The Downfall Of Modern Gaming
Gamers’ Need To Be Provided With Games That Offer Truly Memorable Moments And Experiences That Stick With Them
Speaking as a gamer that has been playing games since the Sega Master System and pretty much every console since I have definitely noticed some annoying little developments that seem to plague modern gaming. I remember on the original Playstation it would took a good few days to complete any game and the difficulty in general was much more challenging, granted this may have been because I was younger, but I’ve played enough games since to know that there is a definite difference. I talk about this in my Dark Souls review, Dark Souls stands out in modern gaming as a challenging game and like the old Playstation and Playstation 2 games the game is primarily focused on gameplay, there are few cut scenes, no tutorials and certainly no hand holding to guide you along. It’s an old school gaming experience that is so refreshing amongst the vast amount of modern games that now put cut scenes, set pieces, and online gaming above everything else. An example of this that absolutely enrages me to the point of bursting blood vessels is quick time events in games. Quick time events might look nice sometimes but it’s basically just an interactive cut scene and it speaks volumes about the developers. They are just lazily put together to make it feel like you’re still playing something, when really all you’re doing is watching all the amazing things that you could be doing if they bothered to put in the game and pressing certain buttons instead, usually to finish of a boss or to make a tiny little choice in a cut scene.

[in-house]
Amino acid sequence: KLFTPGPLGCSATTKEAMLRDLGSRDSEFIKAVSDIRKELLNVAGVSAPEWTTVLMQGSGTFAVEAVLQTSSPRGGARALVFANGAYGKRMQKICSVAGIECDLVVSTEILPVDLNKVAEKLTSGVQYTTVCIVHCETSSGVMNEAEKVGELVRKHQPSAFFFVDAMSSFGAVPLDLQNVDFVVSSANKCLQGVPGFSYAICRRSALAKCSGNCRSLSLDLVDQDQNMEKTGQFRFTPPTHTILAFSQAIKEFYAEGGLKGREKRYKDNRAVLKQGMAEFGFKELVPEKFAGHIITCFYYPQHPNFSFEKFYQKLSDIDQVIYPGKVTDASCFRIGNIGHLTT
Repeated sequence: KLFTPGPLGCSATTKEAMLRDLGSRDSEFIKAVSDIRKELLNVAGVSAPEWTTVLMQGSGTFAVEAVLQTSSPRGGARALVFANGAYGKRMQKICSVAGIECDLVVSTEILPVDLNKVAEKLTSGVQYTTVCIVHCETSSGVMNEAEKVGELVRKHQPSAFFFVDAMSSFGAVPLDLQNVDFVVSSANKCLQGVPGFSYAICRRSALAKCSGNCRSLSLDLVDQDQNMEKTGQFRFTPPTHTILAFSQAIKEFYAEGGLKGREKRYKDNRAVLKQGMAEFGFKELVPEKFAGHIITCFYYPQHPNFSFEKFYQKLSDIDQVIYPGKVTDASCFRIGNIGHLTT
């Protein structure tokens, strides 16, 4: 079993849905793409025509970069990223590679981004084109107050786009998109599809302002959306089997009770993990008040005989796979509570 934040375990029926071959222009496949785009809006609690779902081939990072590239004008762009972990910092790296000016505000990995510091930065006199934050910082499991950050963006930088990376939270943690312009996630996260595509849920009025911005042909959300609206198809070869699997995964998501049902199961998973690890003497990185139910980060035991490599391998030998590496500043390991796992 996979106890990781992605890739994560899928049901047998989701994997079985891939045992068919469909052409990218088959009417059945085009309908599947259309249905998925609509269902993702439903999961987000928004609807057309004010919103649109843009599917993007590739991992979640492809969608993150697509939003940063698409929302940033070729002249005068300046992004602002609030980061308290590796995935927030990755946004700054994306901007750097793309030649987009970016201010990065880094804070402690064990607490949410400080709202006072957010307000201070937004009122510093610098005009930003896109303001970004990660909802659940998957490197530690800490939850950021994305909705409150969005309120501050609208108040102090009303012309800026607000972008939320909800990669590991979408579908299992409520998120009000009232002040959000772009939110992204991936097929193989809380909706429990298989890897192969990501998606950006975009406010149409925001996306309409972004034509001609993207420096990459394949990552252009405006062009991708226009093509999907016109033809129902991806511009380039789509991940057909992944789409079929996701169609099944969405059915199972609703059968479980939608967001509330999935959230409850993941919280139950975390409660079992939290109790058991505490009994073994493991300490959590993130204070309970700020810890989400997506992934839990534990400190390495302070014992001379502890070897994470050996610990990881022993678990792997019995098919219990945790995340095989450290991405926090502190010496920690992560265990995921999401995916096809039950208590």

There are just too many games today that are afraid of making things challenging or mixing up things a bit because game developers think the only games that sell are games like Call of Duty, FIFA and Forza Motorsport. Well that’s fine if you like those games it’s not an issue but there are so many gamers, me included, who feel undercut by the immensely popular games because developers don’t risk making genres of games that might not sell very well. I remember when I played Playstation 2 and I could walk into any game shop and there would be a wealth of selection to choose from I would often walk out with plenty of hidden gems that I hadn’t heard of in the pre-owned section. I’m talking about games like the absolutely brilliant Dark Chronicle/ Dark Cloud 2 and the relatively unknown Steambot Chronicles. These games were so original and still are today. Dark Chronicle had many interesting and fun features such as your choices having a direct influence on the future, you could plant trees and build houses and when you returned in the future a whole village or city would have developed. It also had a unique creation system where players could take pictures of different things around a town and then combine them to create tonnes of different items. For example combining pictures of a wooden box, window and fountain would allow you to create a fish tank and you could then catch different fish to put in there, make them fight, breed them and even enter them in races. There are also many other features in the game but I won’t list them all.
Steambot Chronicles was big on customisation and player choices, nearly every conversation you had ends with you making a choice. This would lead to you building relationships with characters; you could be a total ass to your companions or even develop a love interest. You also primarily played inside a large robot that you could completely customise and enter in combat arenas; players could also even enter in pool tournaments and unlock different pool cues each with their own special ability. There aren’t really any games like these in modern gaming that offer so much variety within a single experience, sure games like Mass Effect have a great storyline, apart from the atrocity that is Mass Effect 3’s ending, and definitely contained developed characters that players actually cared about, but these types of games are way too few and when you strip away this the actual gameplay is a pretty basic third person shooter experience.